giovanni bellini - Christ Carrying the Cross, about 1505-1510

Circle of giovanni bellini (Venice, about 1431-1436 - 1516, Venice)

Christ Carrying the Cross, about 1505-1510

Oil and tempera on poplar panel, 49.5 x 38.5 cm (19 1/2 x 15 3/16 in.) panel

Close

Object details

Accession number

P26n17

Provenance

Zileri dal Verme Collection, Palazzo Loschi, Venice.
Count Camillo Zileri dal Verme (d.1894) by descent to Count Roberto Zileri dal Verme and family.
Purchased by Isabella Stewart Gardner from the Zileri brothers, Venice, December 1898 for £6000 through Bernard Berenson (1865–1959), American art historian. (as Giorgione)

Bibliography

Salomon Reinach. Saloman Reinach. Répertoire de peintures du moyen âge et de la renaissance (1280-1580) (Paris, 1905), p. 395. (as Giorgione)
Philip Hendy. "The Christ Carrying the Cross at Fenway Court." Burlington Magazine 56 (April 1930), pp.196-203. (as Giorgione or Palma Vecchio)
Philip Hendy. Catalogue of Exhibited Paintings and Drawings (Boston, 1931), pp. 160-65. (as Giorgione or Palma Vecchio)
Morris Carter. "Report of the Director of the Museum." Isabella Stewart Gardner Museum: Annual Report (1931), p. 25. (as attributed to Giorgione by Lionello Venturi and others)
Gilbert Wendel Longstreet and Morris Carter. General Catalogue (Boston, 1935), pp. 225-26. (as Giorgione)
Stuart Preston. "Christ Bearing the Crosst" in Alfred M. Frankfurter (ed.). The Gardner Collection (New York, 1946), p. 28. (as Giorgione)
Morris Carter. "Mrs. Gardner & The Treasures of Fenway Court" in Alfred M. Frankfurter (ed.). The Gardner Collection (New York, 1946), p. 59. (as Giorgione; "by Philip Hendy it is given to Palma Vecchio")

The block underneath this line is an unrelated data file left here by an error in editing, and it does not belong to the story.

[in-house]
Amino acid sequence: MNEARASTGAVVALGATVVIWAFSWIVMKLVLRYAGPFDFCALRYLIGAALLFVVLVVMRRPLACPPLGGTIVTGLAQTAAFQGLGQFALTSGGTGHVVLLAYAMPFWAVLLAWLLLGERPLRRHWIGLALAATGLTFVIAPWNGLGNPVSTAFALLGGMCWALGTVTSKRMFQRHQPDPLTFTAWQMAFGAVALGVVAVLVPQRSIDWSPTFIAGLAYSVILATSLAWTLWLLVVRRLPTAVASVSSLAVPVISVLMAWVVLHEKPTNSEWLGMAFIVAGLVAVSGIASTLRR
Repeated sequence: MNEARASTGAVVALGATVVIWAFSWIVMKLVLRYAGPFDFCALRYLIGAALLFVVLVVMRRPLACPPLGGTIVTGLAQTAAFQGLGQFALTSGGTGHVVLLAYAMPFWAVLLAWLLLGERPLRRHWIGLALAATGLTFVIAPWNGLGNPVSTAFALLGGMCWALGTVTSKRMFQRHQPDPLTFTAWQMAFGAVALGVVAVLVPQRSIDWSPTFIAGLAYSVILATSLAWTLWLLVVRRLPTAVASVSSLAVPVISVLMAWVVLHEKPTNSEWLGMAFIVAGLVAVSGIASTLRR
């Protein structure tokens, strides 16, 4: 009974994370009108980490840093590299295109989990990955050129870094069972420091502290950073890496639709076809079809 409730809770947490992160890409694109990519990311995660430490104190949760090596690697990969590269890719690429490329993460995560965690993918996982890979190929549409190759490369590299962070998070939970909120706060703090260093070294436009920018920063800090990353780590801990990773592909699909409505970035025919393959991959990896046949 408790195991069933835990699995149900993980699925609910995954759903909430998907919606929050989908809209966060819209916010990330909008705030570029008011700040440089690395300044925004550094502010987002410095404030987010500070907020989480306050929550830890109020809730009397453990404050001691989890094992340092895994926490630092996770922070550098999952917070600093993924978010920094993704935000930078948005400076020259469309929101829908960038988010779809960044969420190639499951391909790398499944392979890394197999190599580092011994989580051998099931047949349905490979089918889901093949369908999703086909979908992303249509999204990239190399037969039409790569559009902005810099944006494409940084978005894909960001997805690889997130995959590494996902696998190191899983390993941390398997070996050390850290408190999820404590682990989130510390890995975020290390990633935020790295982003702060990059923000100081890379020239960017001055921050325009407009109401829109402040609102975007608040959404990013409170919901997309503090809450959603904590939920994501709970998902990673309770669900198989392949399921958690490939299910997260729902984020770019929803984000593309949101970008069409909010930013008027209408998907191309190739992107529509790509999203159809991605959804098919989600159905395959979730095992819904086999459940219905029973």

William N. Mason. “Notes, Records, Comments.” Gardner Museum Calendar of Events 6, no. 4 (23 Sept. 1962), pp. 1-2. (as Giorgione)
George L. Stout. Treasures from the Isabella Stewart Gardner Museum (Boston, 1969), pp. 178-79. (as Giorgione)
Pietro Zampetti. The Complete Paintings of Giorgione (London, 1970), p. 98, no 47. (as Giovanni Bellini)
Philip Hendy. European and American Paintings in the Isabella Stewart Gardner Museum (Boston, 1974), pp. 17-22. (after Giovanni Bellini)
David Alan Brown. "Berenson and Mrs. Gardner: The Connoisseur, the Collector and the Photograph." Fenway Court. (1978), p. 24, fig. 1.
Rollin van N. Hadley. Museums Discovered: The Isabella Stewart Gardner Museum (Boston, 1981), pp. 54-55. (as studio of Giovanni Bellini)
Rollin van N. Hadley (ed.). The Letters of Bernard Berenson and Isabella Stewart Gardner 1887-1924 (Boston, 1987), pp. 65-74, 77, 79-86, 88-90, 98, 105-6, 108-114, 116, 124, 128-29, 135-36, 157, 328, 653-54. (as Giorgione)
Rona Goffen. Giovanni Bellini (New Haven, 1989), pp. 85-88, fig. 62. (as Giovanni Bellini with assistance)
Hilliard Goldfarb. Imaging the Self in Renaissance Italy. Exploring Treasures in the Isabella Stewart Gardner Museum III. Exh. cat. (Boston: Isabella Stewart Gardner Museum, 1992), pp. 39-42.
Terisio Pignatti and Filippo Pedrocco. Giorgione. (New York, 1999), pp. 130-31, 193, no. 14. (as Giorgione)
Hilliard Goldfarb et al. Italian Paintings and Drawings Before 1800 in the Isabella Stewart Gardner Museum. Unpublished manuscript. (Boston, 1996-2000). (as studio or circle of Giovanni Bellini)